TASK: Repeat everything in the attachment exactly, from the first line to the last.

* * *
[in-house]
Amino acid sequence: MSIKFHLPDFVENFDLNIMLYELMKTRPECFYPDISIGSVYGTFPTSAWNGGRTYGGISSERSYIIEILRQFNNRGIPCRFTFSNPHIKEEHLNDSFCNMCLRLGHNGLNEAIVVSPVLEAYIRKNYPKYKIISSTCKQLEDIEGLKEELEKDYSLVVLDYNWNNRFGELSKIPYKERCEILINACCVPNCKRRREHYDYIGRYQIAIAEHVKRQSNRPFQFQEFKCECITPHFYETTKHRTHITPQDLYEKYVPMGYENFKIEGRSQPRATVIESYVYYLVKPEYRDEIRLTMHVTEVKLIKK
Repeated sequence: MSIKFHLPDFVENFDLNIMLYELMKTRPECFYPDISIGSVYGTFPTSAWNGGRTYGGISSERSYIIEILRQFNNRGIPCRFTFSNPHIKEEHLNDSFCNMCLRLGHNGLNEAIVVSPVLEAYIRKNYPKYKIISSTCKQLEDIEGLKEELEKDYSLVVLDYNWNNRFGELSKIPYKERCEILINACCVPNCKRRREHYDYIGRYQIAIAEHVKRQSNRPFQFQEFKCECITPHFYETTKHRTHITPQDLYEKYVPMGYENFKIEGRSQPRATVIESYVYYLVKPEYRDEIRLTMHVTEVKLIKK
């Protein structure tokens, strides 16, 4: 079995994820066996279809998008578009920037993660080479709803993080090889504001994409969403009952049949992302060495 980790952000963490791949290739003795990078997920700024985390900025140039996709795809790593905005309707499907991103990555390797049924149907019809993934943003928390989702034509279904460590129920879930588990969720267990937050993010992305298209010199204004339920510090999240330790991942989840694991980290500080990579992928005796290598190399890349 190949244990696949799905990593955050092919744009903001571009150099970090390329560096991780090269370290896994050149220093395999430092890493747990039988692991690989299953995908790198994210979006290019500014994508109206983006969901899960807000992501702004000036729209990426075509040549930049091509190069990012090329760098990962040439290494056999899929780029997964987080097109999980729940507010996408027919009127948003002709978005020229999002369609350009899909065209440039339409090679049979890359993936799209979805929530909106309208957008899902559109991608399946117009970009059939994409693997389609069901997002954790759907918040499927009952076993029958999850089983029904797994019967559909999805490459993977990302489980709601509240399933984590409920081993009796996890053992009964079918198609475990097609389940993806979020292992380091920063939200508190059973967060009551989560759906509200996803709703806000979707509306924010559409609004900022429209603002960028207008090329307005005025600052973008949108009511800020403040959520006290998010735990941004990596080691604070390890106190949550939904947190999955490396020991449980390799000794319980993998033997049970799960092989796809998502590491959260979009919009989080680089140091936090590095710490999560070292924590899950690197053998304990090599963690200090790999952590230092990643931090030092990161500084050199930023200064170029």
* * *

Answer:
[in-house]
Amino acid sequence: MSIKFHLPDFVENFDLNIMLYELMKTRPECFYPDISIGSVYGTFPTSAWNGGRTYGGISSERSYIIEILRQFNNRGIPCRFTFSNPHIKEEHLNDSFCNMCLRLGHNGLNEAIVVSPVLEAYIRKNYPKYKIISSTCKQLEDIEGLKEELEKDYSLVVLDYNWNNRFGELSKIPYKERCEILINACCVPNCKRRREHYDYIGRYQIAIAEHVKRQSNRPFQFQEFKCECITPHFYETTKHRTHITPQDLYEKYVPMGYENFKIEGRSQPRATVIESYVYYLVKPEYRDEIRLTMHVTEVKLIKK
Repeated sequence: MSIKFHLPDFVENFDLNIMLYELMKTRPECFYPDISIGSVYGTFPTSAWNGGRTYGGISSERSYIIEILRQFNNRGIPCRFTFSNPHIKEEHLNDSFCNMCLRLGHNGLNEAIVVSPVLEAYIRKNYPKYKIISSTCKQLEDIEGLKEELEKDYSLVVLDYNWNNRFGELSKIPYKERCEILINACCVPNCKRRREHYDYIGRYQIAIAEHVKRQSNRPFQFQEFKCECITPHFYETTKHRTHITPQDLYEKYVPMGYENFKIEGRSQPRATVIESYVYYLVKPEYRDEIRLTMHVTEVKLIKK
């Protein structure tokens, strides 16, 4: 079995994820066996279809998008578009920037993660080479709803993080090889504001994409969403009952049949992302060495 980790952000963490791949290739003795990078997920700024985390900025140039996709795809790593905005309707499907991103990555390797049924149907019809993934943003928390989702034509279904460590129920879930588990969720267990937050993010992305298209010199204004339920510090999240330790991942989840694991980290500080990579992928005796290598190399890349 190949244990696949799905990593955050092919744009903001571009150099970090390329560096991780090269370290896994050149220093395999430092890493747990039988692991690989299953995908790198994210979006290019500014994508109206983006969901899960807000992501702004000036729209990426075509040549930049091509190069990012090329760098990962040439290494056999899929780029997964987080097109999980729940507010996408027919009127948003002709978005020229999002369609350009899909065209440039339409090679049979890359993936799209979805929530909106309208957008899902559109991608399946117009970009059939994409693997389609069901997002954790759907918040499927009952076993029958999850089983029904797994019967559909999805490459993977990302489980709601509240399933984590409920081993009796996890053992009964079918198609475990097609389940993806979020292992380091920063939200508190059973967060009551989560759906509200996803709703806000979707509306924010559409609004900022429209603002960028207008090329307005005025600052973008949108009511800020403040959520006290998010735990941004990596080691604070390890106190949550939904947190999955490396020991449980390799000794319980993998033997049970799960092989796809998502590491959260979009919009989080680089140091936090590095710490999560070292924590899950690197053998304990090599963690200090790999952590230092990643931090030092990161500084050199930023200064170029």